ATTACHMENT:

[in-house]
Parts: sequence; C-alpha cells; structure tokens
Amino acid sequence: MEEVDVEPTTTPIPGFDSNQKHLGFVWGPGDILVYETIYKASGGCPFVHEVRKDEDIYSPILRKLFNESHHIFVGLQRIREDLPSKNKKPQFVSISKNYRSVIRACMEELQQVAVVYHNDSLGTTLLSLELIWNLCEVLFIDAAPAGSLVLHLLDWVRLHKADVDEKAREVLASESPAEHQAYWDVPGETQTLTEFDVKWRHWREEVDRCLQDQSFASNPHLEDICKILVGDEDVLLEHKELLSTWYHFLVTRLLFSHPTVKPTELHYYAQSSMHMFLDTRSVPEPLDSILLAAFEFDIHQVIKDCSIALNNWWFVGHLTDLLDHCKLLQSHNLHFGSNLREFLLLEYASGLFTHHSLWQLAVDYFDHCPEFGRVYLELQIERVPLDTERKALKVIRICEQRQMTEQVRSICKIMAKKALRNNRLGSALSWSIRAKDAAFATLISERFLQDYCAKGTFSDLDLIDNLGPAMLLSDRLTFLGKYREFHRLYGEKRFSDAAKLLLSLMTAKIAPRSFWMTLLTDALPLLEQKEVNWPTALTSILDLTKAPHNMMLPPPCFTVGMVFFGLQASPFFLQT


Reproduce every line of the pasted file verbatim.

[in-house]
Parts: sequence; C-alpha cells; structure tokens
Amino acid sequence: MEEVDVEPTTTPIPGFDSNQKHLGFVWGPGDILVYETIYKASGGCPFVHEVRKDEDIYSPILRKLFNESHHIFVGLQRIREDLPSKNKKPQFVSISKNYRSVIRACMEELQQVAVVYHNDSLGTTLLSLELIWNLCEVLFIDAAPAGSLVLHLLDWVRLHKADVDEKAREVLASESPAEHQAYWDVPGETQTLTEFDVKWRHWREEVDRCLQDQSFASNPHLEDICKILVGDEDVLLEHKELLSTWYHFLVTRLLFSHPTVKPTELHYYAQSSMHMFLDTRSVPEPLDSILLAAFEFDIHQVIKDCSIALNNWWFVGHLTDLLDHCKLLQSHNLHFGSNLREFLLLEYASGLFTHHSLWQLAVDYFDHCPEFGRVYLELQIERVPLDTERKALKVIRICEQRQMTEQVRSICKIMAKKALRNNRLGSALSWSIRAKDAAFATLISERFLQDYCAKGTFSDLDLIDNLGPAMLLSDRLTFLGKYREFHRLYGEKRFSDAAKLLLSLMTAKIAPRSFWMTLLTDALPLLEQKEVNWPTALTSILDLTKAPHNMMLPPPCFTVGMVFFGLQASPFFLQT